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How Yoga Got My Mom and Me Through the Worst Summer Ever

How Yoga Got My Mom and Me Through the Worst Summer Ever

Summer. A time of fun in the sun, pretty clothes, romance, rainbows, and unicorns.

Or, if you’re me, a bad breakup, moving back in with my parents, getting hit by a car, two rounds of strep throat, rain, rain, rain, rain, rain, and then, yeah, my cat died.

Or, if you’re my mom, a dislocated rib, then a broken knee, sitting around crying with her daughter, and THEN her TIME magazine never showed up in the mail (I quote: “This is the worst summer ever!”).

So when I show up to teach my yoga classes, you won’t see me telling everyone how wonderful the world is and to smile because it makes their faces look better. I’m going to be honest. Well, maybe not about the TIME magazine.

But honestly, the reason I show up to the mat every day isn’t because it makes unicorns and garden gnomes appear in my bedroom every morning. It’s because it gives me this huge, amazing toolbox for dealing with the random crap that happens in life, both good and bad.

According to yoga philosophy, we have this central channel or river of energy running right through the core of us, called Shushumna Nadi. Its name in Sanskrit means “very gracious,” but if you break it down, it’s shus (good), shu (very good), and mna (song), from the same root word as our English “hymn.” So a really, really beautiful song. When this channel is clear, we are at our most beautiful, most honest, most creative selves.

The thing is, we also have these two other rivers, Ida (“pale channel”) along the left side of your body, and Pingala (“red channel”) along the right. Ida is your Yin channel—associated with the feminine, passivity, the moon, and ‘cool’ emotions like the grief and attachment that come after a breakup. Pingala is the Yang channel—the fiery, masculine, determined, sun-oriented side that is associated with ‘hot’ emotions like the frustration and anger that come with having broken your knee and not being able to practice yoga, let alone walk (and my mom is a fiery lady, believe me).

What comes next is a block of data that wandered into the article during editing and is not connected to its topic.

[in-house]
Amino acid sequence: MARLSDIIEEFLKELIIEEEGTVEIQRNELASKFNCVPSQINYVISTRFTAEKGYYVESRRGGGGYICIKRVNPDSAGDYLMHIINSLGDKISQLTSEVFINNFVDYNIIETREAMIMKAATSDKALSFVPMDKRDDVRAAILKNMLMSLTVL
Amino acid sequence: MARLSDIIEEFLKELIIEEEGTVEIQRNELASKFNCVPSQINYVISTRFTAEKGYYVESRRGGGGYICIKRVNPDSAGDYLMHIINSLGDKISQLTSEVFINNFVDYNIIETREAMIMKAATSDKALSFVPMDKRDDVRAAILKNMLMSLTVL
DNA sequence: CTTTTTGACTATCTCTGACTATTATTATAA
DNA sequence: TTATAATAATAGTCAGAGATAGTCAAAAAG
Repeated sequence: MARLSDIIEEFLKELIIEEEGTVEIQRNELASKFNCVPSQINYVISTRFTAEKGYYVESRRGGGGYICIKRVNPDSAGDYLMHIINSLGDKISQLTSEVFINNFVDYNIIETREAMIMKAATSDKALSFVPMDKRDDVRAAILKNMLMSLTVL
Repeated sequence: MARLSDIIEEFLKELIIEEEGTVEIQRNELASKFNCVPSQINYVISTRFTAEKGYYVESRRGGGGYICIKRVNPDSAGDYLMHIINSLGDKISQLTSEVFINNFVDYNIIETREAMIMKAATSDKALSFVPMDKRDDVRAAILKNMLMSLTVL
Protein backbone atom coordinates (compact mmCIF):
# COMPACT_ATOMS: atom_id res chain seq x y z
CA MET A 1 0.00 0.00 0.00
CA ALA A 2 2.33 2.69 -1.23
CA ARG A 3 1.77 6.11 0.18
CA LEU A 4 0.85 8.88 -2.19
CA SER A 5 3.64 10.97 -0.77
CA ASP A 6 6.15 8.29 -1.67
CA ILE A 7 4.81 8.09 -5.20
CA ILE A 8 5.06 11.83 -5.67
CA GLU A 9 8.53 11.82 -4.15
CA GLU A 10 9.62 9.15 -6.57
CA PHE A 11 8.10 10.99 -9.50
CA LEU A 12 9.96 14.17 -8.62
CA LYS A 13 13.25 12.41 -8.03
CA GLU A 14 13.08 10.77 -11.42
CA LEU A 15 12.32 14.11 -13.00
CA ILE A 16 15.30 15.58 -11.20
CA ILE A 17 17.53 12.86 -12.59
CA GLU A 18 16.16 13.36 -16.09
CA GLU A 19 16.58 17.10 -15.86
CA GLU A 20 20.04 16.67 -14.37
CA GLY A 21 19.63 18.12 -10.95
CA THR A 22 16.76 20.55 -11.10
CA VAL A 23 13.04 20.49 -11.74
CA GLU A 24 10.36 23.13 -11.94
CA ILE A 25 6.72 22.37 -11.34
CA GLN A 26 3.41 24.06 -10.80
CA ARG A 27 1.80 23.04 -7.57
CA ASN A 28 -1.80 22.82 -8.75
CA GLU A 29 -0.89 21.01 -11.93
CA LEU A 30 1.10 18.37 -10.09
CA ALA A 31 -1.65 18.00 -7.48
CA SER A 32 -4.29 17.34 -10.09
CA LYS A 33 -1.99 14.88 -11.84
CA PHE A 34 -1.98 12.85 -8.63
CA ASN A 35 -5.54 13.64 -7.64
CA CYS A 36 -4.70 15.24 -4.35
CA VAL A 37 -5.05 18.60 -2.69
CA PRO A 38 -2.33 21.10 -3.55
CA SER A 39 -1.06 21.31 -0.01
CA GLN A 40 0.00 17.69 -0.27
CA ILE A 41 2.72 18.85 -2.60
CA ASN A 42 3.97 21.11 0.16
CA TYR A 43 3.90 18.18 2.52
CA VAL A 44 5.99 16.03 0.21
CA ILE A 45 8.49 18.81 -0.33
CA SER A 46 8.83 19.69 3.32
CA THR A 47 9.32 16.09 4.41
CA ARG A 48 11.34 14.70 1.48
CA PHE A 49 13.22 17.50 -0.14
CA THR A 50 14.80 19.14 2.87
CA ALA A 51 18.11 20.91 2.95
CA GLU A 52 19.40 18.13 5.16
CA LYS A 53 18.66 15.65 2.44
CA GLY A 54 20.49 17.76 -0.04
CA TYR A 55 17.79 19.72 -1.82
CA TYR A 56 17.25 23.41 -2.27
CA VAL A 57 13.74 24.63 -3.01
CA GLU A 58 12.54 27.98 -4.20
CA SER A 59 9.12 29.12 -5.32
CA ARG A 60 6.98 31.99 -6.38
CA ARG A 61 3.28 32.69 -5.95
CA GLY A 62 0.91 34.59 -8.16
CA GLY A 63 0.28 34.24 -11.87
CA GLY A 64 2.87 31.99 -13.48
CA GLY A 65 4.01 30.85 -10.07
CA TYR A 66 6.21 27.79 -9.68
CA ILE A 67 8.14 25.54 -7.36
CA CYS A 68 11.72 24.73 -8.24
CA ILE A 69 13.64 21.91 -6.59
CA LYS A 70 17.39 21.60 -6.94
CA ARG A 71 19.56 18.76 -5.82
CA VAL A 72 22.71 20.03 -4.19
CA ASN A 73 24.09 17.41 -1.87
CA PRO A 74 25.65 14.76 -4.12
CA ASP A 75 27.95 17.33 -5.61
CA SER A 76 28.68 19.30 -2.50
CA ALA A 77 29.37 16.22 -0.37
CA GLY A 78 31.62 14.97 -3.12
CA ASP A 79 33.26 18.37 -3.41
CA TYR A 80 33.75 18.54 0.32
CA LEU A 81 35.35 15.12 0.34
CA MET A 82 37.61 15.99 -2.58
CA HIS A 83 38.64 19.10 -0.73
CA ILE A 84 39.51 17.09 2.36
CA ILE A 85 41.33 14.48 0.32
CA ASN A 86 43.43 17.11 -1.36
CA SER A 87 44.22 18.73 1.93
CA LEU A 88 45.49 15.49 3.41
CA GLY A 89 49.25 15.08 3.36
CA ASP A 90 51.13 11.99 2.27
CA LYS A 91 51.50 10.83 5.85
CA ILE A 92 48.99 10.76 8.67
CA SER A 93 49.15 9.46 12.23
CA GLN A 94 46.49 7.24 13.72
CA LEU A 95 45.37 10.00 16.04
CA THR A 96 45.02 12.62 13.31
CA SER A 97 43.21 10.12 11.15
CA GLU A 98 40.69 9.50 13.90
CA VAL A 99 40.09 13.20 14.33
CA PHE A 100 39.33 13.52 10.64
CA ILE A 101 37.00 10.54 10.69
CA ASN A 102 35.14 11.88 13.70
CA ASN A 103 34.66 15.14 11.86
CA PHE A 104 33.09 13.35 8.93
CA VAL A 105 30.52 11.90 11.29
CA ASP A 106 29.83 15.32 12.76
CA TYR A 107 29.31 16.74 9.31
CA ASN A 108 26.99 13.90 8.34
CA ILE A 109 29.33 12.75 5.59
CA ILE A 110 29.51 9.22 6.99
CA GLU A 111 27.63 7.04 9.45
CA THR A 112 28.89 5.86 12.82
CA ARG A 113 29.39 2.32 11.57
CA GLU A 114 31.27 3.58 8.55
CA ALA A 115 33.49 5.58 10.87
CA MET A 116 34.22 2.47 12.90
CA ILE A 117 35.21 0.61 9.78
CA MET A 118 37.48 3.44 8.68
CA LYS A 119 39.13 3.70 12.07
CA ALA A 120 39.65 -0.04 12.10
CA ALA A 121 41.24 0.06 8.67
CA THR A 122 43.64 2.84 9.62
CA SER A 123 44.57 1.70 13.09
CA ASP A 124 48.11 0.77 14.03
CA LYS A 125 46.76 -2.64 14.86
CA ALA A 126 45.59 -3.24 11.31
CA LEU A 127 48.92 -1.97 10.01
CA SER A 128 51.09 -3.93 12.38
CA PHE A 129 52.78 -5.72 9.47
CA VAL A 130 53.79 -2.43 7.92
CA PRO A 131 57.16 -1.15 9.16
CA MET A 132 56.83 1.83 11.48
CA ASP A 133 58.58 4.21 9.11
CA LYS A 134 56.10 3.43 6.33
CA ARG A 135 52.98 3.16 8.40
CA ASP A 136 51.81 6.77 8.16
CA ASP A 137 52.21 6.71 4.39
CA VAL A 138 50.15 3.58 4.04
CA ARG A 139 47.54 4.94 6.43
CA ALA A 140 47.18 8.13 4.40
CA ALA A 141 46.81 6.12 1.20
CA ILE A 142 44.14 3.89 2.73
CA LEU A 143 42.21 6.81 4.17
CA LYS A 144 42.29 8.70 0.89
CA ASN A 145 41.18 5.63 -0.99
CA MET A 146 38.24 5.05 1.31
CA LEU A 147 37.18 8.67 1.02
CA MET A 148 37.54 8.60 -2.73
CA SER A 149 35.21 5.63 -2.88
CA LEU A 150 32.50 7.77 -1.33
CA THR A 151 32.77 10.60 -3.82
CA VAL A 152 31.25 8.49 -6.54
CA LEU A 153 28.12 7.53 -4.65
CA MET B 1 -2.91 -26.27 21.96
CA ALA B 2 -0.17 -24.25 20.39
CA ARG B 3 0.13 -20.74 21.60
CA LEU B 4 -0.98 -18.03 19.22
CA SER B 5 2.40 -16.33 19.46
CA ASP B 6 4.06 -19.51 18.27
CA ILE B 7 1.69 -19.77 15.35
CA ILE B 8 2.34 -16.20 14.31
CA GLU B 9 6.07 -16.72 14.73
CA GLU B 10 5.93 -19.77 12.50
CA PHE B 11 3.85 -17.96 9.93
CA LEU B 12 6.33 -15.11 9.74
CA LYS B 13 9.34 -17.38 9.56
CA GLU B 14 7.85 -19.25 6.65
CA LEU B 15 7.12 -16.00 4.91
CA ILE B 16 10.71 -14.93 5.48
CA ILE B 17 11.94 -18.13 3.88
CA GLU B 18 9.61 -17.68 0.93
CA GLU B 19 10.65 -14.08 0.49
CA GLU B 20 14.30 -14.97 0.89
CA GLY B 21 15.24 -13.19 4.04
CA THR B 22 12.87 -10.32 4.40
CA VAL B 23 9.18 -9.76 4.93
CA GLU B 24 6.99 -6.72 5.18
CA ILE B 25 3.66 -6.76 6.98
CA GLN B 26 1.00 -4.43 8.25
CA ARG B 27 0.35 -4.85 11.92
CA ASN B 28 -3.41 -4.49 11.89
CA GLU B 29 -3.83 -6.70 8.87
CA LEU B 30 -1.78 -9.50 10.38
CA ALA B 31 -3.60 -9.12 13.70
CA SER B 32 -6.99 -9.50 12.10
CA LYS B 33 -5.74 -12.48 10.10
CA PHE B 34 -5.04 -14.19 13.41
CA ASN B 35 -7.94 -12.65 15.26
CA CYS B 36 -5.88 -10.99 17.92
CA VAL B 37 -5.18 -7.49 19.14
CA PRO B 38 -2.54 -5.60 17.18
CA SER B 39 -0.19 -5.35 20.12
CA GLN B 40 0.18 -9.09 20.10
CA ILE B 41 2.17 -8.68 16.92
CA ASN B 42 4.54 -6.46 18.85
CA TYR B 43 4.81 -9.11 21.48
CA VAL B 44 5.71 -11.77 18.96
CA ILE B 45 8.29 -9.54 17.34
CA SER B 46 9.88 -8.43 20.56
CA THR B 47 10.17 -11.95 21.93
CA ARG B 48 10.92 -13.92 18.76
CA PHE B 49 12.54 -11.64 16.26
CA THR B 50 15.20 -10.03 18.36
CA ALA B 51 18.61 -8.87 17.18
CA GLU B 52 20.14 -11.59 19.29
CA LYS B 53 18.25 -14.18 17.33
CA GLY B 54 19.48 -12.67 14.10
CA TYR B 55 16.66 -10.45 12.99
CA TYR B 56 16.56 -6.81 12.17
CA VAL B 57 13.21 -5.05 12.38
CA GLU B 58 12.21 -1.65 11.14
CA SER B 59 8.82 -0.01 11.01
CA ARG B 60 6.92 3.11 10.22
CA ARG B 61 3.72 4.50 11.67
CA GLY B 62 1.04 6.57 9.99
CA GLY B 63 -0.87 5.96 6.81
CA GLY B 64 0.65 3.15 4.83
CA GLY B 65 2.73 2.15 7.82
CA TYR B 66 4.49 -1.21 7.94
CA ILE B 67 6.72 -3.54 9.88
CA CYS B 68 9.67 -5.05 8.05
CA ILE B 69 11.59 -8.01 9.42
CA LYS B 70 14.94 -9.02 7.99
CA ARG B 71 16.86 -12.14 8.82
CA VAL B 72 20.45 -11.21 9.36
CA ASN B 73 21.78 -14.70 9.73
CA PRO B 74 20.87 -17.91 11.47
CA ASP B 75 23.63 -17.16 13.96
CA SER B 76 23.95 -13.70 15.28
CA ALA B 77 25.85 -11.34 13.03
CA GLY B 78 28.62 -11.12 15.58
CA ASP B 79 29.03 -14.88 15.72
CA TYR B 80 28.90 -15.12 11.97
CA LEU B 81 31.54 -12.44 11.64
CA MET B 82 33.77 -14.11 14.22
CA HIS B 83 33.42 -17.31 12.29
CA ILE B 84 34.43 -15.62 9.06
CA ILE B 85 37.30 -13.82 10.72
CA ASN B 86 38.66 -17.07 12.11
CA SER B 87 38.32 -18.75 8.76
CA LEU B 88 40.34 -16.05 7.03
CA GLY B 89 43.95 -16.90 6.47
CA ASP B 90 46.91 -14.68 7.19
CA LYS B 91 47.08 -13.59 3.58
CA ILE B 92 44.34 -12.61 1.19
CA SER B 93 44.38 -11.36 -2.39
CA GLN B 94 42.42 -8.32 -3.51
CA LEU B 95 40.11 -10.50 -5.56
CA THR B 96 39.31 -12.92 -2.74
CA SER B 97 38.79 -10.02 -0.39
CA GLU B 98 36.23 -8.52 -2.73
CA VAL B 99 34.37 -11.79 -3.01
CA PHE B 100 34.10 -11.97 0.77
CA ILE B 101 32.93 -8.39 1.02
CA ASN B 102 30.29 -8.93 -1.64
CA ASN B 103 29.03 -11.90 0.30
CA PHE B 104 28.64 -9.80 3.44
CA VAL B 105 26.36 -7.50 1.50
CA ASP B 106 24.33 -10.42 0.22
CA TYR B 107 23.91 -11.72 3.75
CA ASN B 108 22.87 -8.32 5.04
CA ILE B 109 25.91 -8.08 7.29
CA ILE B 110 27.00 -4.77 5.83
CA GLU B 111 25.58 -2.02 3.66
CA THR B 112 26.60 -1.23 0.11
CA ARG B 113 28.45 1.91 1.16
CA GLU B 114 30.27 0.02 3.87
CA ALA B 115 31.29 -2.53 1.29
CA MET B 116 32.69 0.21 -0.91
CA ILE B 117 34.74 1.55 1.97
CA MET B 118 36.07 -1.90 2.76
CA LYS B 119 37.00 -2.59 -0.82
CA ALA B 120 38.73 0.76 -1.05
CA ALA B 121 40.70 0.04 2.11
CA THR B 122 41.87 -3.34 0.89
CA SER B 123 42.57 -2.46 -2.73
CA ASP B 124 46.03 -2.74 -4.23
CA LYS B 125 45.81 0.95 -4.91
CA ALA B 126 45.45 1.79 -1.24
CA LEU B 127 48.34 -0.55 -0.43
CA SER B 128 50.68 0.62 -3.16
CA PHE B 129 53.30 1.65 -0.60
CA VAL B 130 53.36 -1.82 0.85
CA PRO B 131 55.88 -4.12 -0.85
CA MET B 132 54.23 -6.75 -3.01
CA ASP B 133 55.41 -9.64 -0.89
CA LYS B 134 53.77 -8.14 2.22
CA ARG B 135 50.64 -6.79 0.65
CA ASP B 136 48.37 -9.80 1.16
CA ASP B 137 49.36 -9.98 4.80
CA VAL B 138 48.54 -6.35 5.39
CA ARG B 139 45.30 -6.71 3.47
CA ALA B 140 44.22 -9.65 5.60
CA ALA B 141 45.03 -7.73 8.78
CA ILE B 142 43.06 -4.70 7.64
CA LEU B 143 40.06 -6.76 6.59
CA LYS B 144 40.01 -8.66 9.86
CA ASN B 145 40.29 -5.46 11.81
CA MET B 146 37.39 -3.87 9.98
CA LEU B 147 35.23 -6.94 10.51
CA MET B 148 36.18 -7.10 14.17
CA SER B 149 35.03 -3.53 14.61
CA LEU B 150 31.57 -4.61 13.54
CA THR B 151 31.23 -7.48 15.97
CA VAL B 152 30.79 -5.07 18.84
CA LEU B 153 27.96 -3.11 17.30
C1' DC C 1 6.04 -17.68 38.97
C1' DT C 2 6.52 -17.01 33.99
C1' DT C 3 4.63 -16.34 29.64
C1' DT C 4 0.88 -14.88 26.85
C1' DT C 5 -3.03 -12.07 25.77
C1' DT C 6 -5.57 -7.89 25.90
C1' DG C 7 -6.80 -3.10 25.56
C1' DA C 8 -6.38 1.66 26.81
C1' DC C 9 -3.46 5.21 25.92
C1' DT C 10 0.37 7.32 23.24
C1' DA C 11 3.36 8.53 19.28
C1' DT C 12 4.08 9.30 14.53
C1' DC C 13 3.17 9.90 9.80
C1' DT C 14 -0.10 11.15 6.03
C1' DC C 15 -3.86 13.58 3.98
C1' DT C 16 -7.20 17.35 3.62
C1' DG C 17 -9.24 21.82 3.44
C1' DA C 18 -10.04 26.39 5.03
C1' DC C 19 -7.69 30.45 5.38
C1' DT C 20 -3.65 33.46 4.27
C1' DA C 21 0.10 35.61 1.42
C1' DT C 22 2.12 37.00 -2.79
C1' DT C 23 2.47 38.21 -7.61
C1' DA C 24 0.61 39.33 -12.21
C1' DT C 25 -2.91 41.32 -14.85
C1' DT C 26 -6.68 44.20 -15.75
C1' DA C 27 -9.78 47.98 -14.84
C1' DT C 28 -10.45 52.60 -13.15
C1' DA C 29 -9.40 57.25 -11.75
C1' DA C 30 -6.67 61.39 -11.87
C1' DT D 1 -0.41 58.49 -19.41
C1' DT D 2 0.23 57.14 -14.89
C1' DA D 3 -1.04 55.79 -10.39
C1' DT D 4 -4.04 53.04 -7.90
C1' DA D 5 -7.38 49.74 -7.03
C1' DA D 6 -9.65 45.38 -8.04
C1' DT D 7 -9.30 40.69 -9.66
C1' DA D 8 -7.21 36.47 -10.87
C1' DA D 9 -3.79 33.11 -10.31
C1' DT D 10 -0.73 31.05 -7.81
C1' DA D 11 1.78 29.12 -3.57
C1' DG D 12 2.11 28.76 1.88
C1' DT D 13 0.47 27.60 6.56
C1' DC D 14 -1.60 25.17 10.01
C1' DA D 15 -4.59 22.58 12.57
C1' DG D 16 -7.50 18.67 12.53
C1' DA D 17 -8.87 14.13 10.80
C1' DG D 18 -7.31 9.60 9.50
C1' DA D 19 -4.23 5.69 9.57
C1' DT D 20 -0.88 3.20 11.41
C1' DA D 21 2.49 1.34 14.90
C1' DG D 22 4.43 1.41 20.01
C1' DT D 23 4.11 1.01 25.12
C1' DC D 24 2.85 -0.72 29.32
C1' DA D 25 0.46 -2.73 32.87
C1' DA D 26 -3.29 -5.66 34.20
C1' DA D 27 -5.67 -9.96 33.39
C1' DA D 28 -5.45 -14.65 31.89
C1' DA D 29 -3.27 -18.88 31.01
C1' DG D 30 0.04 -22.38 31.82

When this random crap happens to us, and we have these emotions, Ida and Pingala get all crunched up and push into Shushumna Nadi so that the energy gets plugged up, and we will not be able (or willing) to sing that beautiful song.

But the lovely thing about practising asana (posture) yoga (especially twists) is that the physical movements help us to move through those emotional blockages and make space for the energy to run clear. And we don’t need to analyze it or judge it or even know specifically what it is we are letting go of, we are just letting it go.

Yoga’s connection to Buddhism also teaches us that considering a certain emotion to be negative just gives it more power over us. Another really powerful way of helping to move the crap through your body is just to relax take a deep breath, feel the sensation of the emotion, let it wash over you full force, and just be willing to let it make its way through. This way we don’t clamp down in shame on the emotion we are having, we just let it be a part of our human experience.

When we are able to do this—feel feelings, however uncomfortable they might be, and even if our asana is parked on the couch watching ’90s TV dramas about aliens on Netflix, we are doing our yoga. We are willing to let the emotions do their work, teach us something and move on. Then we can find that really beautiful, honest song inside of us no matter what kind of crap is happening on the outside.

And if anyone knows this wisdom, it’s my mom. So when she turned to me, TIME-magazine free and tearful, and said “this really is the worst summer ever!” we looked at each other, and just laughed and laughed and laughed. And that right there was a pretty beautiful song.

Julie Peters

Julie Peters is a staff writer for Spirituality & Health. She is also a yoga teacher (E-RYT 500, YACEP) and co-owner of Ocean and Crow Yoga studio in Vancouver, BC, with her mom, Jane. She is the author of Secrets of the Eternal Moon Phase Goddesses: Meditations on Desire, Relationships, and the Art of Being Broken (SkyLight Paths 2016) and WANT: 8 Steps to Recovering Desire, Passion, and Pleasure After Sexual Assault (Mango Media 2019). Learn more at Follow her at @juliejcp.

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